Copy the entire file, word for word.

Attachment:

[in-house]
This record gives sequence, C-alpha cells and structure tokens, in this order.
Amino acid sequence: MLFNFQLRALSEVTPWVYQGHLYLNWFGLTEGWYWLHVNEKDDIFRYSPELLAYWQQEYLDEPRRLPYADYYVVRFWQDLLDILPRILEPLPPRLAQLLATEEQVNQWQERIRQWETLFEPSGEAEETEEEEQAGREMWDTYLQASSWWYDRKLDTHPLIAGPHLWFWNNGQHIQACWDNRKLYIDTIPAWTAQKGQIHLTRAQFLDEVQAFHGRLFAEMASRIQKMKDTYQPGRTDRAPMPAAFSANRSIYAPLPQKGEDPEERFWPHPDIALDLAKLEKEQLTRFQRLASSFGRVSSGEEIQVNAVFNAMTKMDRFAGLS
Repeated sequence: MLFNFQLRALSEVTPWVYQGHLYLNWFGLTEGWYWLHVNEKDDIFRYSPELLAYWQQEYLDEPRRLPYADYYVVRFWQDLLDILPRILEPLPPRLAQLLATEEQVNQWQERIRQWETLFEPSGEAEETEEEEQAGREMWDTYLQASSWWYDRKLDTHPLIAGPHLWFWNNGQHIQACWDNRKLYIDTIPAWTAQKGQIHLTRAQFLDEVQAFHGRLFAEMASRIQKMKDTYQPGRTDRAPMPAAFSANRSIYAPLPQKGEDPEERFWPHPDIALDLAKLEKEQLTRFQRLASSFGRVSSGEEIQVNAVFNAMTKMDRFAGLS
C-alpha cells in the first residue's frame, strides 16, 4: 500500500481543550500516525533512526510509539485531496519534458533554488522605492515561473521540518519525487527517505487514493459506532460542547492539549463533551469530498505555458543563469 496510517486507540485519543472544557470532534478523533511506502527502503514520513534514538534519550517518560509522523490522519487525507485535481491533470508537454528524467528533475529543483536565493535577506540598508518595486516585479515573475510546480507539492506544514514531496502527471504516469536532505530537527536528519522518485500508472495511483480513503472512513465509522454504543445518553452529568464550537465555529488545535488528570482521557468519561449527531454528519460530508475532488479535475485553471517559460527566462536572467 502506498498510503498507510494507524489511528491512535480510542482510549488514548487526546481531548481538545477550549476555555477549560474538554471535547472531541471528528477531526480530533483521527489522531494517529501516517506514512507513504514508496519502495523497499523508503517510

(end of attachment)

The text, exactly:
[in-house]
This record gives sequence, C-alpha cells and structure tokens, in this order.
Amino acid sequence: MLFNFQLRALSEVTPWVYQGHLYLNWFGLTEGWYWLHVNEKDDIFRYSPELLAYWQQEYLDEPRRLPYADYYVVRFWQDLLDILPRILEPLPPRLAQLLATEEQVNQWQERIRQWETLFEPSGEAEETEEEEQAGREMWDTYLQASSWWYDRKLDTHPLIAGPHLWFWNNGQHIQACWDNRKLYIDTIPAWTAQKGQIHLTRAQFLDEVQAFHGRLFAEMASRIQKMKDTYQPGRTDRAPMPAAFSANRSIYAPLPQKGEDPEERFWPHPDIALDLAKLEKEQLTRFQRLASSFGRVSSGEEIQVNAVFNAMTKMDRFAGLS
Repeated sequence: MLFNFQLRALSEVTPWVYQGHLYLNWFGLTEGWYWLHVNEKDDIFRYSPELLAYWQQEYLDEPRRLPYADYYVVRFWQDLLDILPRILEPLPPRLAQLLATEEQVNQWQERIRQWETLFEPSGEAEETEEEEQAGREMWDTYLQASSWWYDRKLDTHPLIAGPHLWFWNNGQHIQACWDNRKLYIDTIPAWTAQKGQIHLTRAQFLDEVQAFHGRLFAEMASRIQKMKDTYQPGRTDRAPMPAAFSANRSIYAPLPQKGEDPEERFWPHPDIALDLAKLEKEQLTRFQRLASSFGRVSSGEEIQVNAVFNAMTKMDRFAGLS
C-alpha cells in the first residue's frame, strides 16, 4: 500500500481543550500516525533512526510509539485531496519534458533554488522605492515561473521540518519525487527517505487514493459506532460542547492539549463533551469530498505555458543563469 496510517486507540485519543472544557470532534478523533511506502527502503514520513534514538534519550517518560509522523490522519487525507485535481491533470508537454528524467528533475529543483536565493535577506540598508518595486516585479515573475510546480507539492506544514514531496502527471504516469536532505530537527536528519522518485500508472495511483480513503472512513465509522454504543445518553452529568464550537465555529488545535488528570482521557468519561449527531454528519460530508475532488479535475485553471517559460527566462536572467 502506498498510503498507510494507524489511528491512535480510542482510549488514548487526546481531548481538545477550549476555555477549560474538554471535547472531541471528528477531526480530533483521527489522531494517529501516517506514512507513504514508496519502495523497499523508503517510